Background: Childhood and current economic difficulties are associated with physical health. However, evidence concerning the factors underlying these associations is sparse. This study examines the contribution of a range of social and behavioural factors to associations between economic difficulties and physical functioning.
Methods: We used comparable data on middle-aged white-collar employees from the Finnish Helsinki Health Study cohort (n = 3843) and the British Whitehall II Study cohort (n = 3052). Our health outcome was physical functioning measured by the SF-36 Physical Component Summary. Relative indices of inequality (RII), calculated using logistic regression analysis, were used to examine associations between economic difficulties and physical functioning, and the contribution of further socio-economic circumstances, health behaviours, living arrangements and work-family conflicts to these associations.
Results: In age-adjusted models, childhood (RII = 1.76-3.06) and current (RII = 1.79-3.03) economic difficulties were associated with poor physical functioning in both cohorts. Further adjusting for work-family conflicts attenuated the associations of current economic difficulties with physical functioning in both cohorts, and also those of childhood economic difficulties in the Helsinki cohort. Adjustments for other socio-economic circumstances also caused some attenuation, while health behaviours and living arrangements had small or negligible effects.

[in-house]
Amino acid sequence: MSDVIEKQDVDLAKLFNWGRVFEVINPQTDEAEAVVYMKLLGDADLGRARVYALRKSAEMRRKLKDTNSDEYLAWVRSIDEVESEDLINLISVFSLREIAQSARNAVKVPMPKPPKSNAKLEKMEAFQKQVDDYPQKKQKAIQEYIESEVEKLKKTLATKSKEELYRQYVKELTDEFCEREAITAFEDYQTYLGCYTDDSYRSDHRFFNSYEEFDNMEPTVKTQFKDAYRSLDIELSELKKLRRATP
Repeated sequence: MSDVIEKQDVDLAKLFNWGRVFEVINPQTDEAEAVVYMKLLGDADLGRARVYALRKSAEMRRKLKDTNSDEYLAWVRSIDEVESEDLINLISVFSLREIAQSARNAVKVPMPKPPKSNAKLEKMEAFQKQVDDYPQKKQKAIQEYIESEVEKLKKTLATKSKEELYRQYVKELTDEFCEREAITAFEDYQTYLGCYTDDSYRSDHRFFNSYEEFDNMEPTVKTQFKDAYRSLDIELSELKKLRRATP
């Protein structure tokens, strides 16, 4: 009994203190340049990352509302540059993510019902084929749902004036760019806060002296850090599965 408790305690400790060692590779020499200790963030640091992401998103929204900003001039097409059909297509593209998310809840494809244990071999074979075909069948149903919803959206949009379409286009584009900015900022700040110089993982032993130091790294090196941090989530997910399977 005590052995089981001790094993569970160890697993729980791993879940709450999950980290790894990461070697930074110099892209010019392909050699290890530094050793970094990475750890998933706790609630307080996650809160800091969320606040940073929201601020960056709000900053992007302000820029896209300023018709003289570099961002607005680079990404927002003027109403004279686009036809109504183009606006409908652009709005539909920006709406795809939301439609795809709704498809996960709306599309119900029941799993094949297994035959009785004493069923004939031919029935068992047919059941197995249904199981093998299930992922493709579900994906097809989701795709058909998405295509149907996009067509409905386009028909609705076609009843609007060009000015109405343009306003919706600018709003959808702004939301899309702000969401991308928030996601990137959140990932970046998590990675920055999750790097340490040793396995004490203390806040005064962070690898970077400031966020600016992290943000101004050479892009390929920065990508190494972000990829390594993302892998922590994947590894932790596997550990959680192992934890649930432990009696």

Conclusions: Conflicts between work and family contribute to the associations of economic difficulties with physical functioning among employees from Finland and Britain. This suggests that supporting people to cope with economic difficulties, and efforts to improve the balance between paid work and family may help employees maintain good physical functioning.